Edmonton

Winter warming bus campaign moves into high gear

A fundraising campaign to get the winter warming bus serving Edmonton's homeless back on the road is gathering speed and is now almost a third of the way towards making its target.

Local Edmonton donations edge campaign towards $100,000 target

The winter warming bus is currently parked in a lot north of downtown until the money is raised to get it running again. (Sam Martin/CBC)

A fundraising campaign to get the winter warming bus serving Edmonton's homeless back on the road is gathering speed and is now almost a third of the way towards making its target.

After a CBC story last week revealing the bus is not being funded this year, a number of local businesses have stepped up to donate money.

The group WinterCity Edmonton has also got involved in the movement by promising to match any donation up to a total of $1,000.

The 15-seat bus, which has been running for about a decade, offered hot soup, winter clothes and a place to warm up for the city's homeless.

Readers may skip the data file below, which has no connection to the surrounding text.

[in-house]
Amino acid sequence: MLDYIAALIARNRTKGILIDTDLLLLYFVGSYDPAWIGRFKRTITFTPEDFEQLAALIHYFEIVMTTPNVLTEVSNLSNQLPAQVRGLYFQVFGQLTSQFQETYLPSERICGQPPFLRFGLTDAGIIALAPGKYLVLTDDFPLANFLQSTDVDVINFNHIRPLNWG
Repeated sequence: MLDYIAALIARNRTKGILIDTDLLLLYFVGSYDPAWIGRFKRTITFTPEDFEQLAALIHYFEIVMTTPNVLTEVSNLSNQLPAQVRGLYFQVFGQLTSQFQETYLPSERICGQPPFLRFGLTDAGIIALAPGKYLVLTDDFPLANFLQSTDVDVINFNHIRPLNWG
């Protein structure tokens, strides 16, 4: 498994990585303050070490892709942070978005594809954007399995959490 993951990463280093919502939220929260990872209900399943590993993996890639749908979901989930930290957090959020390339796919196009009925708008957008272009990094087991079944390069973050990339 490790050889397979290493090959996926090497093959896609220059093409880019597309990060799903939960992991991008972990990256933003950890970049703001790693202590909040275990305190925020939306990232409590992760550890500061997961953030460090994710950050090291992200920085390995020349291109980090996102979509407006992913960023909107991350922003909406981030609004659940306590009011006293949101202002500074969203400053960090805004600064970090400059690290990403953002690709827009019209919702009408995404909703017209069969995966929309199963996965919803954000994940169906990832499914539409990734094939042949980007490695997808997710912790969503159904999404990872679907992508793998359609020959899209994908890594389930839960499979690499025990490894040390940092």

"For some people it makes the difference between life and death," said Sue Holdsworth, the WinterCity Edmonton manager.

She said the goal of her organization, which is funded by the city, is all about making Edmonton a great winter city, and protecting the city's most vulnerable residents is a key part of that.

"We really wanted to support the service and encourage other people to support it as well, and we thought a matching grant would be a really good way to do that," she said.

Aidan Inglis, with Boyle Street Community Services, which operates the bus, said it was great to see so many Edmontonians getting involved in the campaign.

"Honestly, it's been incredible," said Inglis. "People recognize the importance of the bus, they're familiar with it, they've seen it on the roads."

As of Monday afternoon, Boyle Street Community Services had raised about $28,500 and donations were still coming in.

A total of $100,000 is needed to get the bus back on the road.